Winter is still trying to show its power, so I thought a bit of colour might cheer me and my dear readers up. So here are some ‘Color’ postcards from the 1950s which give their subjects quite the film-star glamour treatment. You are unlikely to encounter such colours or some of the poses in real life.
First off, a set of Plastichrome postcards of cats.
Plastichrome was a trademark (in use in the 1950s and 1960s) of Colourpicture Publishers, Inc.. You can still find lots of their ‘colour postcards’ of all kinds of subjects (landmarks, TV series, plants and more) on various online selling sites. Colourpicture Publishers, Inc, were greeting card and postcard printer and distributor in Boston, Massachusetts. The firm was in business between 1938 and 1969 and is known for its linen view cards (a linen postcard was made of textured paper of high rag content rather than actual cloth).
I’m not always sure about the title given but I do like the fact that Plastichrome mentions the colorist, in this case ‘W. Chandoha’. I can only assume that this was Walter Chandoha (1920-2019), who must have been at the beginning of his photographic career at the time. He is, of course, known as the ‘Cat Photographer to rule them all’ but here he is only mentioned as colorist.
The colorist named on this card are “Theda & Emerson Hall'” This was a husband and wife team of photographers in the ‘40s and ‘50s noted for producing crisp vibrant colour photographs at a time when the technique was difficult and rare. You can tell that one aspect of their work was photographing movie stars for Hollywood film studios. They are also know for artistic nude photography.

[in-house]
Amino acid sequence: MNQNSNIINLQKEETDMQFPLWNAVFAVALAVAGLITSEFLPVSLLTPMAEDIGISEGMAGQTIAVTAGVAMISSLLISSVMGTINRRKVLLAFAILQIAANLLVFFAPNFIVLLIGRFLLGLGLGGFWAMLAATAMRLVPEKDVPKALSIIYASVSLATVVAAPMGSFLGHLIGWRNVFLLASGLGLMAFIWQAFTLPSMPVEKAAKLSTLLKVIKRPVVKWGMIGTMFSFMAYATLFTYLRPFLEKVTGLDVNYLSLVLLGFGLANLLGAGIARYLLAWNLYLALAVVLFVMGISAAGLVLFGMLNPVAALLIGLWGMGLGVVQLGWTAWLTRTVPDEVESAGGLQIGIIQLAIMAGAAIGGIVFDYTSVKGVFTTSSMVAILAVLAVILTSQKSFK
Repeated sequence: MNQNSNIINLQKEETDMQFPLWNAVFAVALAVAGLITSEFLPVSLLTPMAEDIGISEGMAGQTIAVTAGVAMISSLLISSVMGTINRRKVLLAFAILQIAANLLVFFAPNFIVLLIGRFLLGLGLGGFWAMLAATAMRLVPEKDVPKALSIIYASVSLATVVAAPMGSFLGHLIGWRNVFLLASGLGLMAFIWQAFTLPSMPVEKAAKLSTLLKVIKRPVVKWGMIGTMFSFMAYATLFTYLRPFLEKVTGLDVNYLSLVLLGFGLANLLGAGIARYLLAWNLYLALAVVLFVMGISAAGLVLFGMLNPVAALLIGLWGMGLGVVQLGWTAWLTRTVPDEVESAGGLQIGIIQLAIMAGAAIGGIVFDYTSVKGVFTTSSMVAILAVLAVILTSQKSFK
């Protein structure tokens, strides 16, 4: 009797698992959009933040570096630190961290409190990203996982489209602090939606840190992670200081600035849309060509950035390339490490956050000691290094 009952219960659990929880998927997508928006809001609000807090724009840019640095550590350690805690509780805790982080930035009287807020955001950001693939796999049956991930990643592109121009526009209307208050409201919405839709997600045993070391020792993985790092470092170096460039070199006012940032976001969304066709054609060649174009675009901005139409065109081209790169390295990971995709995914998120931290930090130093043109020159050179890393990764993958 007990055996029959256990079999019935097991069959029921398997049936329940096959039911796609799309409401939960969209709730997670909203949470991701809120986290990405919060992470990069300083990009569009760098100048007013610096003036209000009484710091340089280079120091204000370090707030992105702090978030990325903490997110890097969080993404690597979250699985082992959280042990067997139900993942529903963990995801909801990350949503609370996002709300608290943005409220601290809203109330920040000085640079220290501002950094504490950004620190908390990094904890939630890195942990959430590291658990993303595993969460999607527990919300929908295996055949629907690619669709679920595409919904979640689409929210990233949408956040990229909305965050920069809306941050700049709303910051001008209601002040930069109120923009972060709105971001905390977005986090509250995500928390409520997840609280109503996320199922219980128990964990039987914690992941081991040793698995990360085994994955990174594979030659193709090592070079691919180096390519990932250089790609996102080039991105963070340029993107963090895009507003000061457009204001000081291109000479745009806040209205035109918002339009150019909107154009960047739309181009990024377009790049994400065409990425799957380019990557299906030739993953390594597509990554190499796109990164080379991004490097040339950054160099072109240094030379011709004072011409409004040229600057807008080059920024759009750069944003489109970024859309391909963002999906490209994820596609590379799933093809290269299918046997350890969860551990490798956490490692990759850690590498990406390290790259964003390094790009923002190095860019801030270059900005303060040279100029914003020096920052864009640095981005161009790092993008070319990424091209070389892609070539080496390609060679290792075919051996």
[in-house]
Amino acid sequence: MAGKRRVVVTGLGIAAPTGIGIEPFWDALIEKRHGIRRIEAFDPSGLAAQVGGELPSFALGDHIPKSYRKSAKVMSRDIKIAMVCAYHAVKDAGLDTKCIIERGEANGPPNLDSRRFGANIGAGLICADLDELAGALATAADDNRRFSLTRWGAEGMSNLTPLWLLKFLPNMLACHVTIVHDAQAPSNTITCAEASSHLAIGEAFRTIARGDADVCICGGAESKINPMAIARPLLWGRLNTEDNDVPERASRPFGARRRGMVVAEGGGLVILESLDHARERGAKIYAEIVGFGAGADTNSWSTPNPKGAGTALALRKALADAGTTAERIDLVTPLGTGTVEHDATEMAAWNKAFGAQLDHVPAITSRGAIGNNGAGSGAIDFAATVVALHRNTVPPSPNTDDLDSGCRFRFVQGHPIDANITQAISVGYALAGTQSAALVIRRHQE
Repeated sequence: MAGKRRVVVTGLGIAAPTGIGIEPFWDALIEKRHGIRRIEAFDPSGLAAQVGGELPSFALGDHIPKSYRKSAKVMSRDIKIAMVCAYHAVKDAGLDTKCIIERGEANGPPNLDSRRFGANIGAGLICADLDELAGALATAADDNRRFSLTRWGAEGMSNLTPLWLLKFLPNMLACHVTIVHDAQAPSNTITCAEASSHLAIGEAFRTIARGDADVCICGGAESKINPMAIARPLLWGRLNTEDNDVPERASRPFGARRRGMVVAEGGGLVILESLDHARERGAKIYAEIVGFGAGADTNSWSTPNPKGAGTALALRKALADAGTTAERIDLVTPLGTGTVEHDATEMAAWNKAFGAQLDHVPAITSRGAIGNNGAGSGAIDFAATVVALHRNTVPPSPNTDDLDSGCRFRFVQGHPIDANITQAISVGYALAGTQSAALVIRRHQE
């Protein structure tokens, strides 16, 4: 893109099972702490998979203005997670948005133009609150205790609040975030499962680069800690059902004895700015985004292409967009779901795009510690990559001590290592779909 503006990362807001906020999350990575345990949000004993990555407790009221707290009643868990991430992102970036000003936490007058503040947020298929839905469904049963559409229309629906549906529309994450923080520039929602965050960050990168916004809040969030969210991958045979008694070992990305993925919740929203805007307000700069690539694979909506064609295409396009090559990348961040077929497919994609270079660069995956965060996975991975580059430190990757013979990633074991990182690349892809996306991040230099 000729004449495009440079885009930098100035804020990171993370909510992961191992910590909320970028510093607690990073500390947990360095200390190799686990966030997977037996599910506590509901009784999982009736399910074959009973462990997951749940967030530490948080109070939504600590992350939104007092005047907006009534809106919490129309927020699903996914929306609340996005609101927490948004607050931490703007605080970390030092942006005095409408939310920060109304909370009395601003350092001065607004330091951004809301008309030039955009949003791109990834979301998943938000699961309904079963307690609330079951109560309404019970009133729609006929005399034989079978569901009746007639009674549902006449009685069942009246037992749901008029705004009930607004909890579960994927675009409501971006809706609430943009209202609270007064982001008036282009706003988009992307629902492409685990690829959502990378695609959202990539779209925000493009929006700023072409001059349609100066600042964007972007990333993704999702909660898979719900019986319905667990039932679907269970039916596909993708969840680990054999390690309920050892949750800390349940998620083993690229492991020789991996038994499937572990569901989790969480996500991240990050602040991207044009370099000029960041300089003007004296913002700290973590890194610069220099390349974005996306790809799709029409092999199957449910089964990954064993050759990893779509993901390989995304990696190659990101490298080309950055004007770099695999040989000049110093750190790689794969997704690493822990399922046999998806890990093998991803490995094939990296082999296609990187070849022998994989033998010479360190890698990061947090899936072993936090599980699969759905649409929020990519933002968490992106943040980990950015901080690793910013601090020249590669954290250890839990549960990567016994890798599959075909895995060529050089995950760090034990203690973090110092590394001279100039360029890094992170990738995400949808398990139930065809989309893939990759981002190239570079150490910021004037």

Here the colorist is named as ‘Camera Clix’. I have not been able to trace the company (there is an Australian company with that name but that only started in 1991).
This sad looking but endearing white little kitten tries to emerge from a wicker fishing basket. The colorist is named as ‘Three Lions, Inc.‘. This was an American photo agency founded by Max Löwenherz in 1937. It was sold in 1983. The story behind it is worth another blog post….. After the sale, Löwenherz donated 600 of the company’s archive of Kennedy photographs and negatives, most taken by Suero in May 1954, to the Peabody Institute of Johns Hopkins University.
The sad kitten seems to have escaped and has exchanged its basket for a more luxurious one. There is no colorist mentioned on this card. The title is odd…
And finally, a set from the ‘Good Luck Series’ by English publishing company Bamforth & Co.(1870- 1980). This was a publishing, film and illustration company based in Holmfirth, West Yorkshire. Nowadays they are mostly known for their comic and ‘saucy’ seaside postcards, which I think is a shame. They started out as a studio photographer and began the production of magic lantern slides around 1883. Drawing heavily on their work with magic lantern cinema, the company began making monochrome films in 1898. The popularity of these films, in particular those featuring a character named Winky, led to a film industry in West Yorkshire which for a time surpassed that of Hollywood in terms of productivity and originality. It is also believed the company invented film editing with the release in 1899 of The Kiss in the Tunnel.
I recommend visiting an (archived) website to find out more about their huge output. CLICK HERE
There is no mention of a colourist or a photographer , except for the ‘Taylor’ on the card below. I have not been able to trace her/him.
I hope these images have brought you joy, and I wish you days full of: